Alumni | General Education

Civic Failure in Education

CIVIC FAILURE IN EDUCATION   |  September 16, 2016 by Richard Fulton

Whether you are liberal or conservative, a Trump supporter or a Clinton supporter, you should recognize the basic underlying fact that the American public is seriously deficient in its knowledge and understanding of the American system of government.

This is too often demonstrated by the political communications of Americans, through in-person rallies, social media, letters to the editor or responses to surveys. Their underlying assumptions about American government when giving viewpoints is too often erroneous or muddled. And this is true of many a politician as well.

The fundamental problem is that our education system is simply failing badly at teaching American history and civics to our young people. And this carries over into adulthood.

The American Council of Trustees and Alumni has carried out a variety of surveys in the last ten years or so that dramatically demonstrate the lack of basic civic information held by graduates of our high schools, colleges and universities.

One recent survey of 1,100 liberal arts colleges and universities, arguably those that educate our elite since they cost significantly more on the whole than public universities, found discouraging results.

Of these expensive schools only 18 percent required even one course in American history or government.  A 2000 survey found that a majority of students in 55 of these top ranked institutions couldn’t identify basic historic facts and “if graded 80 percent would get a D or F.”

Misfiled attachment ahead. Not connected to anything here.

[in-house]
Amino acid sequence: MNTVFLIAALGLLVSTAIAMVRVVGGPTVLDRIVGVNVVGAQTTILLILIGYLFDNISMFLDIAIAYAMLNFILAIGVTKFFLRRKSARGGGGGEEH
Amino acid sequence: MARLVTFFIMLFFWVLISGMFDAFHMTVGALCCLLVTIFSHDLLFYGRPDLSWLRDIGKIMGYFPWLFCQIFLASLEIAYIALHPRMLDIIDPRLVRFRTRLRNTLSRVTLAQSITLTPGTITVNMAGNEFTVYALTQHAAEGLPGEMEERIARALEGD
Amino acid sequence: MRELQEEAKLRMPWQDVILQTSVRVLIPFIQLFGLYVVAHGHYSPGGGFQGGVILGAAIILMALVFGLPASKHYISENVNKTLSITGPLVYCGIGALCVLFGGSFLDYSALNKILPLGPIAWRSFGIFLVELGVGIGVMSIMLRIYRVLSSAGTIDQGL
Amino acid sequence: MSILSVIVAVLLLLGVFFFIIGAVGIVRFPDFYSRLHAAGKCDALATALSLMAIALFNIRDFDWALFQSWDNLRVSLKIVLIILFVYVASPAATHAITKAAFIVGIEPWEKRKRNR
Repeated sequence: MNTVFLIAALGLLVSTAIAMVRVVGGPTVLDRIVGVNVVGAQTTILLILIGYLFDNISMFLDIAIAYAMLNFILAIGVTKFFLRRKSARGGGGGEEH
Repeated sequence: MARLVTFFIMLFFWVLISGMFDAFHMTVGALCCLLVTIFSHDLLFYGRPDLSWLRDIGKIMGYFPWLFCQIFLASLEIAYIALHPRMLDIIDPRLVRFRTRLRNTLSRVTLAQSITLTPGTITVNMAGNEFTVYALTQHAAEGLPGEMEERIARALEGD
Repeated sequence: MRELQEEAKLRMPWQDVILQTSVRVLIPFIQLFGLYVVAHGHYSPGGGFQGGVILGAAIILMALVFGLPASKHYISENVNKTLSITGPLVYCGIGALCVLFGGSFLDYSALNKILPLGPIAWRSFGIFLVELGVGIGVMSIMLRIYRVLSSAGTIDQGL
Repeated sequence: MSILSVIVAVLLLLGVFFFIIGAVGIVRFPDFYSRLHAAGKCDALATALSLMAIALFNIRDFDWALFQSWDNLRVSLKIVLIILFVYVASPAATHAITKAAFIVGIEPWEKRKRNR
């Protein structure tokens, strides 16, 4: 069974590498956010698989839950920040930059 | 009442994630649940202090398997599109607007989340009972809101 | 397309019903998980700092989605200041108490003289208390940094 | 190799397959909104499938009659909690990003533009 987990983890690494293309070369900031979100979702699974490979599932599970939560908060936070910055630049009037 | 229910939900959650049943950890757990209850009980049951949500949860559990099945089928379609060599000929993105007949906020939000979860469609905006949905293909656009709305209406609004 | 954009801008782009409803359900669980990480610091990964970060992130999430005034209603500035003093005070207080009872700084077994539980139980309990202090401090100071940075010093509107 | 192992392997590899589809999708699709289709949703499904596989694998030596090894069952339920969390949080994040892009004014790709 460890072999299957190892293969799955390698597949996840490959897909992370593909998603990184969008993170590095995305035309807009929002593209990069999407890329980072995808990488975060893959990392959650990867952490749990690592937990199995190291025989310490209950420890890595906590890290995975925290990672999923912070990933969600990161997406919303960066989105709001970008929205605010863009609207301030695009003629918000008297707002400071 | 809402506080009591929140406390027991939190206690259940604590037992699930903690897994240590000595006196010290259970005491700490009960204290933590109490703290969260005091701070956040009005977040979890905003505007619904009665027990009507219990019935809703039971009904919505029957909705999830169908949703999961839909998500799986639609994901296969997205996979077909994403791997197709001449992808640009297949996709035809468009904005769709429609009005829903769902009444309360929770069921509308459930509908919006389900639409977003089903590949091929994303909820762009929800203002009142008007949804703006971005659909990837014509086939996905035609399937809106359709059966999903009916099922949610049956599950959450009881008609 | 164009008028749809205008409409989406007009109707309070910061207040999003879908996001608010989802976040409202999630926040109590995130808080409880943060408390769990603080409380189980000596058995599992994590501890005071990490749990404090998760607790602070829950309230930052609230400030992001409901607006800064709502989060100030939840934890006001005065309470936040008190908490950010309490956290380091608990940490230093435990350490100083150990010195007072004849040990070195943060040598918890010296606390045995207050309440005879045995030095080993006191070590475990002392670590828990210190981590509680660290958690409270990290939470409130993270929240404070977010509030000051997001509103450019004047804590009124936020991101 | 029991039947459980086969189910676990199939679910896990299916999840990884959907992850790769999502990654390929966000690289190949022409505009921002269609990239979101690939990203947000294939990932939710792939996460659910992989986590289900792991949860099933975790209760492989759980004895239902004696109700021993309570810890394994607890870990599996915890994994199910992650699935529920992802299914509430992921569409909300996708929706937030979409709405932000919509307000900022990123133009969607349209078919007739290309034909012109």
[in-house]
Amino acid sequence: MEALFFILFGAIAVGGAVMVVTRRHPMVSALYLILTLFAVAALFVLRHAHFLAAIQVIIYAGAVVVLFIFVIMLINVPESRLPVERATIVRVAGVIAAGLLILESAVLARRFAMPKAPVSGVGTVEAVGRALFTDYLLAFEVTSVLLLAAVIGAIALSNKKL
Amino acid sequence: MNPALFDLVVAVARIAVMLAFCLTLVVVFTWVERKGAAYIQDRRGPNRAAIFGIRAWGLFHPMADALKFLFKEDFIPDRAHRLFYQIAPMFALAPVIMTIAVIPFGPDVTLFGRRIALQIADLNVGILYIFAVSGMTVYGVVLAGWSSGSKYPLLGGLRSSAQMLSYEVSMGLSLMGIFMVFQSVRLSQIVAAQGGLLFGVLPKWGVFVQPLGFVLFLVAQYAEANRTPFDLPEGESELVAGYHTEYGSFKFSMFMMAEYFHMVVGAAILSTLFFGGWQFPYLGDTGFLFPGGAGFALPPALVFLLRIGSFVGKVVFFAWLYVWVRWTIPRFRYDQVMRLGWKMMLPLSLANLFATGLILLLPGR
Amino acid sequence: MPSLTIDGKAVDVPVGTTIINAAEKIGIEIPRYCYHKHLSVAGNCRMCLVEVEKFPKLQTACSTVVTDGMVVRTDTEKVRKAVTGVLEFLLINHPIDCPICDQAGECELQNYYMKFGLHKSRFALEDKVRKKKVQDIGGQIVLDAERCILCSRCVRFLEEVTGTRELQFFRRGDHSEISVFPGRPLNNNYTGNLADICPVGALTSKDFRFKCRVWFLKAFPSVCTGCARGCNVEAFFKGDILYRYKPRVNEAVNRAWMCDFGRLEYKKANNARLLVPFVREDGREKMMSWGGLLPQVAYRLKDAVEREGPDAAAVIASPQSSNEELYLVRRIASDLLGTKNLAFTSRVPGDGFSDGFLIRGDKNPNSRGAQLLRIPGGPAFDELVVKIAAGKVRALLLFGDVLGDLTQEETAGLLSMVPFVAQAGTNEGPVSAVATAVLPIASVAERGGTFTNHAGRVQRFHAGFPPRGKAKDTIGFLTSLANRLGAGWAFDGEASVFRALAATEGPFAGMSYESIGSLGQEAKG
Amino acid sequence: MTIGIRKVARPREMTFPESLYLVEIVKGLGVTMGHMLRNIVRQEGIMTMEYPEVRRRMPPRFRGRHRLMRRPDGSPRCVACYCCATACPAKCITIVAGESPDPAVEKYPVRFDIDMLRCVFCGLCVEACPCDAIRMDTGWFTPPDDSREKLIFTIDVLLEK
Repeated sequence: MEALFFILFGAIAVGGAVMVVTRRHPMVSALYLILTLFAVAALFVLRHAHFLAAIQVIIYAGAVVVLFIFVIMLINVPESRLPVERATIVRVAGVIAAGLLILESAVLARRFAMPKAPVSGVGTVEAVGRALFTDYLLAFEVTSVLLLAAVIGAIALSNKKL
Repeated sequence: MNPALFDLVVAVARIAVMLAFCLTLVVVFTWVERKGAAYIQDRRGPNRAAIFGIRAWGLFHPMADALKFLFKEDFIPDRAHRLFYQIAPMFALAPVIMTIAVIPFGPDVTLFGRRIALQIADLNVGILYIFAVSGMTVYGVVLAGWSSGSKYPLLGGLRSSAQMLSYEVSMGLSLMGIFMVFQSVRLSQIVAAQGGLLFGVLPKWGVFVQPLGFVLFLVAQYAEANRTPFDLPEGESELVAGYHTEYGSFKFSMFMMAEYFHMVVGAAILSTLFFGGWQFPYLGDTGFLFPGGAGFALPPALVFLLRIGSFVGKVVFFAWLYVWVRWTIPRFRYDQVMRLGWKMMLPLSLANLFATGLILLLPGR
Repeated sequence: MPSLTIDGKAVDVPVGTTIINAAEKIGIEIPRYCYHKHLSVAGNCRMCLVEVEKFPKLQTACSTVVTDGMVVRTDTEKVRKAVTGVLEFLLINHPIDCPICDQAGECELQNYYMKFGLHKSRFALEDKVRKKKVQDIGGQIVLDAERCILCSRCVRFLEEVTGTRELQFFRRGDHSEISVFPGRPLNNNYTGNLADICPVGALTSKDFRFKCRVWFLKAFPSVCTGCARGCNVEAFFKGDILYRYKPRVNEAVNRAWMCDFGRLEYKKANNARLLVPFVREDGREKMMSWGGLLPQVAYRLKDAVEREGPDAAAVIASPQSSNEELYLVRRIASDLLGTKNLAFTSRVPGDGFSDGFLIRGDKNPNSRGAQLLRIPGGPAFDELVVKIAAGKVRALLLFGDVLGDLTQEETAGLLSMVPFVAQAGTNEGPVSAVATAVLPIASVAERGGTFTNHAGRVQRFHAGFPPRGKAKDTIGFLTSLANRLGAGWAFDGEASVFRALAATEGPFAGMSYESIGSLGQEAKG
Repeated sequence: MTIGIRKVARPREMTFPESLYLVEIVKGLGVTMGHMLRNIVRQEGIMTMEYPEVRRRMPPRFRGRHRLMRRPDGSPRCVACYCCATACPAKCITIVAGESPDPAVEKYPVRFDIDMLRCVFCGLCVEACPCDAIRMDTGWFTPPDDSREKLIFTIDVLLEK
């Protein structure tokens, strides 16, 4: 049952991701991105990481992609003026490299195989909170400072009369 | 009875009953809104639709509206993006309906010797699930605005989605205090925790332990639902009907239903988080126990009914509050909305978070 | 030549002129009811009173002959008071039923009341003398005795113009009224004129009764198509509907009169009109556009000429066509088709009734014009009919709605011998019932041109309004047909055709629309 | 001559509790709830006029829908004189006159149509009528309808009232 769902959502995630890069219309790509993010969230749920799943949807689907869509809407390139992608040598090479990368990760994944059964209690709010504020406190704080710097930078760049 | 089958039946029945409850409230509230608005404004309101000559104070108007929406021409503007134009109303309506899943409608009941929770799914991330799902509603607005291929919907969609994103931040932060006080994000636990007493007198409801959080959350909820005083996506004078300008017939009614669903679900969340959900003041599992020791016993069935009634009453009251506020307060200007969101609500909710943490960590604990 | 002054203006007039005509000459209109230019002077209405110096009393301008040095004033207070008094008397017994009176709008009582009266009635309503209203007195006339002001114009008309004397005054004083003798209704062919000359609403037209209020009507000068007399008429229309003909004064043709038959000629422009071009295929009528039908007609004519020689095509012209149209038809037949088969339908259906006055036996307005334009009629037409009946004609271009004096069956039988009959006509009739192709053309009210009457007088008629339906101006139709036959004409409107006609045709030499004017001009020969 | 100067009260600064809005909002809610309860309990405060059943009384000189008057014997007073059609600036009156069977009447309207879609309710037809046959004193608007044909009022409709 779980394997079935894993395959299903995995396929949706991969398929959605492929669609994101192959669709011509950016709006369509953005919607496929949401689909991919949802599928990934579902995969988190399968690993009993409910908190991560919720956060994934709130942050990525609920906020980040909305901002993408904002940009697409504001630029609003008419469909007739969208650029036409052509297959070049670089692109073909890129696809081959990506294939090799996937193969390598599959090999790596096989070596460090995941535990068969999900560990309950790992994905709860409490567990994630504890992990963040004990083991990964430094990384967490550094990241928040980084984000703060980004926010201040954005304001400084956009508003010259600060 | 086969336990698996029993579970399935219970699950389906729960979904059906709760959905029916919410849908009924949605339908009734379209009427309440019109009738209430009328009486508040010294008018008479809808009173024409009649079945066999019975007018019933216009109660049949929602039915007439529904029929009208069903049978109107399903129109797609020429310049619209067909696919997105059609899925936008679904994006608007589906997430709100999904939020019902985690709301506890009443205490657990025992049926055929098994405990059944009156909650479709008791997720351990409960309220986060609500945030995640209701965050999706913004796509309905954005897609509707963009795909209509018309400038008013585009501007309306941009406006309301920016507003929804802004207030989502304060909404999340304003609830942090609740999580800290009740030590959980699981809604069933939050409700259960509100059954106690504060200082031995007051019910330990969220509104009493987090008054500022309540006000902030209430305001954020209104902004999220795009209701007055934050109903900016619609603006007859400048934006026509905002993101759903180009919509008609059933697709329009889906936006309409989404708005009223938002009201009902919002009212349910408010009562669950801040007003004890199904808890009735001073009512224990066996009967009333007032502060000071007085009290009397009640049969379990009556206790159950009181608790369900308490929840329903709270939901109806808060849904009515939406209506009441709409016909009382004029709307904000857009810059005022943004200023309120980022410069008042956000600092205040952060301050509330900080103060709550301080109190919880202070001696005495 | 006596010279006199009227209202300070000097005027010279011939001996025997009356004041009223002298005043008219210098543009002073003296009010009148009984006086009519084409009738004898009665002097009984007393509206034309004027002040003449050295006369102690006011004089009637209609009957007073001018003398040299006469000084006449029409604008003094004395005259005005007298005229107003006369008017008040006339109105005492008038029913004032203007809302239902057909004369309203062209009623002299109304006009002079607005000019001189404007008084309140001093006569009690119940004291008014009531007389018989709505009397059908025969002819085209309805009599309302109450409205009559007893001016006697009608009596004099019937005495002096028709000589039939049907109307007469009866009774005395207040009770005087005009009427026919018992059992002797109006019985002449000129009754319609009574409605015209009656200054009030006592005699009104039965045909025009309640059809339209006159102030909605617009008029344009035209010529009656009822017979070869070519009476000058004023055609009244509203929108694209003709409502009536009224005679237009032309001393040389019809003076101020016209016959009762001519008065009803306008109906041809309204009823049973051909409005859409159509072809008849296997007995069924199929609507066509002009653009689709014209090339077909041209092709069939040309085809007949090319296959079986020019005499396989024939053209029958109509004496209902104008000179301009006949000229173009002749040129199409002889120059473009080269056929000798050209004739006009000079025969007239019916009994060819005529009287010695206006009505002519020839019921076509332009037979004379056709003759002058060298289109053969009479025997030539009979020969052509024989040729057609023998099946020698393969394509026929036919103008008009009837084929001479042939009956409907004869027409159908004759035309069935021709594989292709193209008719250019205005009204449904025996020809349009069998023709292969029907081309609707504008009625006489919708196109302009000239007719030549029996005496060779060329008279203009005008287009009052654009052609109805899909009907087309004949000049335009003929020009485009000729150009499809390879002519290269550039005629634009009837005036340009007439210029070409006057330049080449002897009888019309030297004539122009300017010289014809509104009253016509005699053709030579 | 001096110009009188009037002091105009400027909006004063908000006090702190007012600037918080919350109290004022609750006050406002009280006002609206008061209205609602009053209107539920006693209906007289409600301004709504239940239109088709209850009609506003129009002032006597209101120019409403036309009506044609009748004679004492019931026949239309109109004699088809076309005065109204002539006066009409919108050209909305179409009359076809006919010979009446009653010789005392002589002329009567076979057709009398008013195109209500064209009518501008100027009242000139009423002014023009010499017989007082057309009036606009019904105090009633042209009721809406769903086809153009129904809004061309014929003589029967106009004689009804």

The most recent survey by the ACTA found the following results for college graduates:

Only 20.6 percent could identify James Madison as the Father of the Constitution (most thought it was Jefferson who was not even in the country at the time).

Forty percent didn’t know Congress has the power to declare war.

Only half knew the terms of office of senators and representatives.

Nearly 10 percent said Judge Judy was a member of the Supreme Court.

Only a third knew how to amend the constitution and half thought the president could veto an amendment out of Congress.

One third didn’t know that the Supreme Court is one of the three branches of government.

In this age of honoring our WWII veterans as that number diminishes, only 42 percent of college graduates identified the Battle of the Bulge as occurring during WW II.

Worst of all, one third of college graduates and 46 percent of the population could not characterize correctly the Bill of Rights.

You get the point. Incidentally, a great many U. of Missouri and other state university graduates do not take an American Government or History course. Several of our universities only require one of the two even though state law says each graduate must have both.

How can political candidates for office intelligently argue about legislation and how citizens can affect that legislation when there is so low a level of knowledge and understanding about the process of passing that legislation?

And without this knowledge of our system, too many politicians can get away with all sorts of promises, explanations, and downright lies with impunity.

As the latest ACTA survey surmises: “The grim reality is that (college) graduates continue to show a level of ignorance of America’s system of government just as high school students do.”  Our education system “has had little or no measurable effect on giving students the skills and knowledge they need for effective citizenship.”

It is no wonder that our political system is so screwed up.


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